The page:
Wednesday, January 22, 2014

The MEAP fails the "timeliness" test

Four months ago the students in grades 3-8 in my school district were given the state MEAP assessment. Students in grade 9 were given the Social Studies MEAP assessment. 

Results are still unknown.

The state of Michigan has not released the results and I have been given no indication of when they will release the results.

This is unacceptable.

The MEAP assessments, along with the state MME assessments, form the basis of our accountability system. 

The system lacks accountability.

In my school district we have an accountability system. The MEAP is not a significant part of it because it is not timely.

The results from the MEAP assessment, taken in October, have little to say about the performance of the students in my district today. My teachers and students have moved on. The results of the MEAP will not shed any light on the performance of my students in January (or February or March or whenever we receive the results.)  

Assessments are an important part of teaching and learning. They help us measure student growth. Assessments give us a perspective on whether or not students are learning the lessons that we are trying to teach. They give insight into the relative strengths or weaknesses of a student.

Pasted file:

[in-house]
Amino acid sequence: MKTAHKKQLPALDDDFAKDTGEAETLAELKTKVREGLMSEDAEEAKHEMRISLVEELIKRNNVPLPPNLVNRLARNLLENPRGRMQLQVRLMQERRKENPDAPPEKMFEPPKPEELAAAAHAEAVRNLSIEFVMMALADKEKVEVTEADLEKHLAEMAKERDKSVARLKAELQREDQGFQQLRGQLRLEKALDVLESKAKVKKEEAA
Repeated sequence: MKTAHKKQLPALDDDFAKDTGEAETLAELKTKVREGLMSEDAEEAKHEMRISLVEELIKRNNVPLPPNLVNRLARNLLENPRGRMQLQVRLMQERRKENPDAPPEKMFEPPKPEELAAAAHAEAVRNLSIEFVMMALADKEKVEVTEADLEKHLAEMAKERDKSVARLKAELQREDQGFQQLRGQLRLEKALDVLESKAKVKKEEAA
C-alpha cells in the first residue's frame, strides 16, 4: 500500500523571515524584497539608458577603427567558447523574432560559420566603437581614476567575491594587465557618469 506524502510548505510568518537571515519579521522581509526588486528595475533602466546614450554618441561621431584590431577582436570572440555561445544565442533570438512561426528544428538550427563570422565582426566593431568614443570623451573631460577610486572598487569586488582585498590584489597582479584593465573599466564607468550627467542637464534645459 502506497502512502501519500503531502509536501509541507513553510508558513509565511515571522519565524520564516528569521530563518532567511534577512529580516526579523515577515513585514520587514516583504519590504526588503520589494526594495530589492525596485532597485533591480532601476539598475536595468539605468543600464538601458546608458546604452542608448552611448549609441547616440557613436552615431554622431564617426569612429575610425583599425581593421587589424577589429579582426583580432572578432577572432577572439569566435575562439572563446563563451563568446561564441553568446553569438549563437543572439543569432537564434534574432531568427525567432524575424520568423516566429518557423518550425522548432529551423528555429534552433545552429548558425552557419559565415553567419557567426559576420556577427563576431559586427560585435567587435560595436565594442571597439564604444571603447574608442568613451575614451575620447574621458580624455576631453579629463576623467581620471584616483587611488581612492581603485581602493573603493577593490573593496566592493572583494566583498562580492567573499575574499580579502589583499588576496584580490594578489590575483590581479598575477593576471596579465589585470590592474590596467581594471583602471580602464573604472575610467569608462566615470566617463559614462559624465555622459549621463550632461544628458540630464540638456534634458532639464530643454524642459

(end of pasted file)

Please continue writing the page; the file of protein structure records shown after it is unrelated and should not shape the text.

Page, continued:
But the MEAP with its lack of timeliness does not help us. 

In Novi, we are attempting to create what we call a “robust internal accountability system.” We believe that parents want a system that gives them accurate information on the progress of their children. 

Parents will point to the MEAP but we say to them that is not who your child is today. That may have been who your child was but they have had four months of instruction since that assessment was given. The child is different now.

Perhaps some would argue that the MEAP is not about individual student accountability. They might say that the MEAP is about school accountability. Are schools teaching the standards that the state has identified as important? Schools can look at strengths and weaknesses and identify what they are doing right and what they can do better. The MEAP reflects the relative position of the school not the student.

If that is true then why give individual results at all. By giving individual results the state is saying that the MEAP has important information to give to students, parents, and teachers. 

But the information is now at least four months old. My teachers know their students. The MEAP will not shed any more light.

We are required to give the MEAP but I do not believe that it provides much insight. Novi's good teachers know their students. Test results that are four months old will not give them additional insight.

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